Why TF does unity use mesh renderers for generating navmeshes? In what possible situation would that be a usefull?
Why would it chose to bug out on the complex visual geometry instead of using the finely crafted low-poly clipping layer? In what situation is that a good idea? Why would the AI need to collide with different things than the player? (IMHO NavMeshAgent should depend on CharacterController or Rigidbody)

I feel like so many features in Unity are potentially very nice but don't work well together or have WTF design elements like this one. Like custom shaders not being able to alter the result after the lights have been added together, and the undocumented finalgbuffer:ColorFunction function. Or a million other tiny things that make me wish I was smart enough to build my own engine.


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    Building your own engine is not that hard tbh. Go for it if you're not doing game dev to earn money or need to get a game out asap.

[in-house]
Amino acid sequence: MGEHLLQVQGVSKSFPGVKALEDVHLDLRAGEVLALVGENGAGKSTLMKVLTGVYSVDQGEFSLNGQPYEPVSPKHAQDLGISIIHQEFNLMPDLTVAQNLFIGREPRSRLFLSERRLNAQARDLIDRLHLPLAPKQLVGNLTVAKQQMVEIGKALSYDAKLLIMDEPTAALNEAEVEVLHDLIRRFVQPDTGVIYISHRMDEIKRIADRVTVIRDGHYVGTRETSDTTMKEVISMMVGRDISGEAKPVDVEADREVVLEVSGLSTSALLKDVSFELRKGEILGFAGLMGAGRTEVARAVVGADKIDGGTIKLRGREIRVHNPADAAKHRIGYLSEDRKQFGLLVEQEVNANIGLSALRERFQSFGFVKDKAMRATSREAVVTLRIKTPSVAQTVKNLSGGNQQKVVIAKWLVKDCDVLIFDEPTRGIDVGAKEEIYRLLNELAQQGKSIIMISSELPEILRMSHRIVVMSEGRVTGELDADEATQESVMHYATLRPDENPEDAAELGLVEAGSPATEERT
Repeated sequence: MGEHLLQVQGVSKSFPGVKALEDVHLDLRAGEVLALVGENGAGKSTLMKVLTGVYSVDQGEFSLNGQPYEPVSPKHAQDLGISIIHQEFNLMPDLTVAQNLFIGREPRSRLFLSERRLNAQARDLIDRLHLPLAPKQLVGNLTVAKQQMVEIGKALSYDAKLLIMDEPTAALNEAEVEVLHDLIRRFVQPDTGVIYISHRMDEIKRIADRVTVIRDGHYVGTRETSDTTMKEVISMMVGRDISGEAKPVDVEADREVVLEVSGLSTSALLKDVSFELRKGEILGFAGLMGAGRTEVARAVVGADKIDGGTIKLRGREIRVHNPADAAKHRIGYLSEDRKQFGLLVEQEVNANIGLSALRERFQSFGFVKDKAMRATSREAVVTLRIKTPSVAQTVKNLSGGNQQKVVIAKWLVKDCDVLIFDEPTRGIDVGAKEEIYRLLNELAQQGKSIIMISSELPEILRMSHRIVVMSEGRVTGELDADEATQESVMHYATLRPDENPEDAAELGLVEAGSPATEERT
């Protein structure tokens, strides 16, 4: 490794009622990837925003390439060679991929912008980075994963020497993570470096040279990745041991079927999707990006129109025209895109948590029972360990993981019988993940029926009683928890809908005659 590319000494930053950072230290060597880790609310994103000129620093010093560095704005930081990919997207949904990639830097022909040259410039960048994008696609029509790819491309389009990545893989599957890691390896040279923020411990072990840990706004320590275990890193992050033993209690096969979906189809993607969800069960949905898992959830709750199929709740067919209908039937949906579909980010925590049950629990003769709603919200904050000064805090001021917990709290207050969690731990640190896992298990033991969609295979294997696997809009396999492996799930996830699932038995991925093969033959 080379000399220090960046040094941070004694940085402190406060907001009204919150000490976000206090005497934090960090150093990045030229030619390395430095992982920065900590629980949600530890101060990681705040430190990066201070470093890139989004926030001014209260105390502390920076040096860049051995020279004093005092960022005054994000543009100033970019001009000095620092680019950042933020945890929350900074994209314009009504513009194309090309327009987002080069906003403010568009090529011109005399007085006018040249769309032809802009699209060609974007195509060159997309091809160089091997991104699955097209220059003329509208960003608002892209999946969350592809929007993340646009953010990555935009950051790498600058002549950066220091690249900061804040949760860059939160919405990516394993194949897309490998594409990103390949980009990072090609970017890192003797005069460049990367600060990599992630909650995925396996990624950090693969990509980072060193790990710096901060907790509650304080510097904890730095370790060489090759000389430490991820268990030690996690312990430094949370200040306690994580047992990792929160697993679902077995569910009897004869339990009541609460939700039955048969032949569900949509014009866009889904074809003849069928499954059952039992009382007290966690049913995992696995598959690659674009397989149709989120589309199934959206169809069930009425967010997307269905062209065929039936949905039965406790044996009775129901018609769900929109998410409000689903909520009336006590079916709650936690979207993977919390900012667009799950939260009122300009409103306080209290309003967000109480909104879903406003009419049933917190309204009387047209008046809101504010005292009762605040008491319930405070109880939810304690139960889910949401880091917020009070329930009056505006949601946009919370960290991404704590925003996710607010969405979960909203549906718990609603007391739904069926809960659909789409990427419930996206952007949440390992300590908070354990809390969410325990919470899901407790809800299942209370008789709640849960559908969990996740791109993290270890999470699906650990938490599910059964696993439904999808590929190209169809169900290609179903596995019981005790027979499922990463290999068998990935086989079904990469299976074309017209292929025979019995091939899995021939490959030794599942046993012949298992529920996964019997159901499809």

AI colliding with different stuff -> not all AI is computer players. NPC, projectile, crowdsim etc. all have specific requirements and hence it's probably generalized.

    Dunno about the mesh bit, not really a unity person, but at a guess you can't alter output after lighting because that's now unity's render pipeline is built. Most graphics engines use a specific render pipeline architecture and each stage depends on some assumptions about previous stages (also great for optimisation). Plus afaik unity lights use deferred rendering and that's a multipass method, nothing should change between light passes.
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    @rememberMe I've tried building my own engine with some success but there are just too many features something like Unity offers. Skinned mesh rendering is quite difficult to get working yourself, let alone static lightmapping or navmesh generation. I wish I could mix and match the useful unity features with my own replacements for the WTF areas
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